Emerging in 2006 from Atlanta, Georgia with a ragged DIY sound exemplified on their self-titled 2007 debut, The Coathangers have escaped many garage rock fans attention over the years despite their prominence in their homegrown scene.
On this, their sixth studio album, the three piece have certainly come a long way in terms of proficiency but not too much has changed in their aggressive approach and confrontational attitude. The band tear into the personal and political with equal vigour, displaying a kind of intelligent simplicity that lends the material a purposely naive charm to undercut the buoyant brutalism of their playing.
Songs like ‘Crimson Telephone’ throw back hard to early Babes In Toyland - a crashing cacophony of grunge and sneer (“Hide the scars, hide the scars” we hear, whispered) that proves winning in both its slack as fuck delivery and frantic, screaming chorus - “The more you see the less you know.”
‘F The NRA’ sharply and smartly attacks the arms industry in its considered, quippy verses (“‘Cos you know war’s just part of life / You know war’s just a way to get to the other side.”) before exploding into its chant-along chorus - the content of which you can surely guess. At moments like these you can hear a lineage from as far back as The Wipers or, as on ‘Last Call’ a hint of minimalists like Young Marble Giants and their lo-fi ilk but with an unerring tendency to release the tension via moments of full-volume release. This is, of course, an entirely positive thing.
That the songs are split between the three instrumentalist/vocalists (Julia Kugel, Meredith Franco and Stephanie Luke) adds a range of colour and shade to the basics of garage punk and on retro-inspired tunes like the anti-capitalist gem ‘5 Farms’ (“Can’t take it with you / Nobody gets out alive”) the spirit of Sub Pop melds with a Go-Go’s sweetness to whip up an Incesticide era Nirvana moment of alt-pop excellence.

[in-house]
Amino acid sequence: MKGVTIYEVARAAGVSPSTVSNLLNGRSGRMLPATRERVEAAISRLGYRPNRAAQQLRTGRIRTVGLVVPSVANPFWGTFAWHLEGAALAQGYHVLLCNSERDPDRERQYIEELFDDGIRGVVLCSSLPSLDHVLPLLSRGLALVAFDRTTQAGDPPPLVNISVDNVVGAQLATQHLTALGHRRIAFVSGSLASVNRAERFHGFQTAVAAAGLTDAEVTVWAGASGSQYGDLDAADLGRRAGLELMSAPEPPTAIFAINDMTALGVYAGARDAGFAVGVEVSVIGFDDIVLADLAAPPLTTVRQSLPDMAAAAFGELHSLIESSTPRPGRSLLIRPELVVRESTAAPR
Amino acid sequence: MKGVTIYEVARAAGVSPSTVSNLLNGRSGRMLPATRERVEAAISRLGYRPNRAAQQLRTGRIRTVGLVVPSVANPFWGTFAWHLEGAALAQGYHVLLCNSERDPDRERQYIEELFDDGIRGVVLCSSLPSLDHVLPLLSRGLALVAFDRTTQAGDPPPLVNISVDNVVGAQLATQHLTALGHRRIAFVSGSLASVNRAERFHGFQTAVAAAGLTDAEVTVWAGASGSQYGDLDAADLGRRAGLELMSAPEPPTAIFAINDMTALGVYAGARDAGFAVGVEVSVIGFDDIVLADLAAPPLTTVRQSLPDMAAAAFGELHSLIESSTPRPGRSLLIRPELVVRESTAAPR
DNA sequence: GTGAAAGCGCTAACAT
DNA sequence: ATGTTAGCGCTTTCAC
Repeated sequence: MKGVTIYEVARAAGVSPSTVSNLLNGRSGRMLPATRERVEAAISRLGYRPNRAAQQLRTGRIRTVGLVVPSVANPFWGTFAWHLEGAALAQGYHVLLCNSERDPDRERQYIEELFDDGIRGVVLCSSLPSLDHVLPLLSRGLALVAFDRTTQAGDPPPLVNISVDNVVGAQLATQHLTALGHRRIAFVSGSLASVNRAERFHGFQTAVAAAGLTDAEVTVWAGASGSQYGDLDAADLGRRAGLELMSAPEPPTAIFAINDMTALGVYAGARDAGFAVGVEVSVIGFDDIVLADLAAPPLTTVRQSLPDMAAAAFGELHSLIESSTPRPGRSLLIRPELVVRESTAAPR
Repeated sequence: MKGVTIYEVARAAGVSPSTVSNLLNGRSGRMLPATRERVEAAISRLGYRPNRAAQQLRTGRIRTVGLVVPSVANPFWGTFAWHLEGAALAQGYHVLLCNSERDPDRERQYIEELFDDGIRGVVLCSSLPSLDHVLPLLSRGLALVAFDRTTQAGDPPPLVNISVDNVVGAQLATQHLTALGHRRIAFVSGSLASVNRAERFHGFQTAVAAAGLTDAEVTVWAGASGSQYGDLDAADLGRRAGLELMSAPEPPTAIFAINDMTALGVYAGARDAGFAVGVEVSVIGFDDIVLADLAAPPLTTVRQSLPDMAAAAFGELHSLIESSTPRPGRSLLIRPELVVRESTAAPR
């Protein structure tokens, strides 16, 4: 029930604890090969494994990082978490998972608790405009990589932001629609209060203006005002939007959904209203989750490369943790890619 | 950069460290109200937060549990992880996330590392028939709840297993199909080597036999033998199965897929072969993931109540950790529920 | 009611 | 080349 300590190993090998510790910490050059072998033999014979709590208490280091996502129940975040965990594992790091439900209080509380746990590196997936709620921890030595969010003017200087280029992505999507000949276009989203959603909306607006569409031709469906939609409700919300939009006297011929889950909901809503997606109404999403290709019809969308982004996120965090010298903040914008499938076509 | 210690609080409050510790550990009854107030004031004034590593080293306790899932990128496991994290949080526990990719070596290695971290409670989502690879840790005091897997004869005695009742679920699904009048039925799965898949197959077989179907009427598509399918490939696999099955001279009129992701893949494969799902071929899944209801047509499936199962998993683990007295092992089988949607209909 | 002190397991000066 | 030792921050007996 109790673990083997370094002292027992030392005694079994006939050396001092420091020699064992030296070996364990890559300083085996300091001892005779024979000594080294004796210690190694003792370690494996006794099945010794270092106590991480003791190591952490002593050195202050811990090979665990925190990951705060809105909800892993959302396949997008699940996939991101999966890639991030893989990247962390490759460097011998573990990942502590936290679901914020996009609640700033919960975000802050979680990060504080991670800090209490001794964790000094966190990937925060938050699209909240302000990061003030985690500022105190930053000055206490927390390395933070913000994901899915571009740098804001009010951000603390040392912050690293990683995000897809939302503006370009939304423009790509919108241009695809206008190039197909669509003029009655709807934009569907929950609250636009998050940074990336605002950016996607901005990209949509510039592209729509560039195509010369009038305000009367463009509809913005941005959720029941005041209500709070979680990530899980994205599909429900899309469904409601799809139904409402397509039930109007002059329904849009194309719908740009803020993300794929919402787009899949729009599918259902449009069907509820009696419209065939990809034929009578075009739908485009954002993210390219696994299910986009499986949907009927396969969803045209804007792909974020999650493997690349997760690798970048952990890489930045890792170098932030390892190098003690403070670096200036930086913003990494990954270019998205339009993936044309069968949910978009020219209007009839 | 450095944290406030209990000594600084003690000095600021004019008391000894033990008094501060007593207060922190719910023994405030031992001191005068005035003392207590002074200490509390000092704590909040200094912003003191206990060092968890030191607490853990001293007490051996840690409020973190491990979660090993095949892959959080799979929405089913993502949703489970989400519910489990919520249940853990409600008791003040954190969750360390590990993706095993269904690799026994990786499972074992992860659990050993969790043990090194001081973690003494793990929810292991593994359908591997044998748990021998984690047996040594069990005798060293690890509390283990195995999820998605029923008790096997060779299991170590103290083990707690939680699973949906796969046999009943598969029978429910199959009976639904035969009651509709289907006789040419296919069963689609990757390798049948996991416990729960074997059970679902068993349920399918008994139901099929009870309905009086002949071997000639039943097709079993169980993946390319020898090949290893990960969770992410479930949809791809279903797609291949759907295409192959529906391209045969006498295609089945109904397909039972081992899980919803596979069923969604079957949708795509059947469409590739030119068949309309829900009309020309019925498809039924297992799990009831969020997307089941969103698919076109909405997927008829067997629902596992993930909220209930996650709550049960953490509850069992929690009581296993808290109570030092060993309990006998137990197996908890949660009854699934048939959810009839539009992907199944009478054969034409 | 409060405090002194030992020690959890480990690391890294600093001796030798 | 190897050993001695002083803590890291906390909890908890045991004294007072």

On scratchy, surging songs like the supercharged ‘Memories’ the band shows a strict form of savagery that, while intoning “I’ll be your lighthouse in the dark” simultaneously feels threatening and almost overwhelming at its climax.
“I take what I see / Obsession” opens ‘Stasher’, an anti-materialist anthem that builds from squawking guitars and runaround bass into a piano-slammed chorus - “You get what you get / But I haven’t got all of it yet.” It’s nihilism run through a humorous wringer, with a good dose of rage to help force it into the memory.
Closer ‘Lithium’ is a stoned drug dirge that rattles spectrally as it waves a delicate, high hand to the punk rock that’s preceded it with a macabre kiss-off line - “One pill, two pill - you’re my new thrill.”
The Devil You Know is a vital and exciting record - one which gathers up the past and pointedly thrusts it into the present. Topics like institutionalised evil, war and greed are always valid targets and The Coathangers go for the throat - and draw blood - pleasingly and memorably at every opportunity. This should be their moment of glory.
8Matthew Slaughter's Score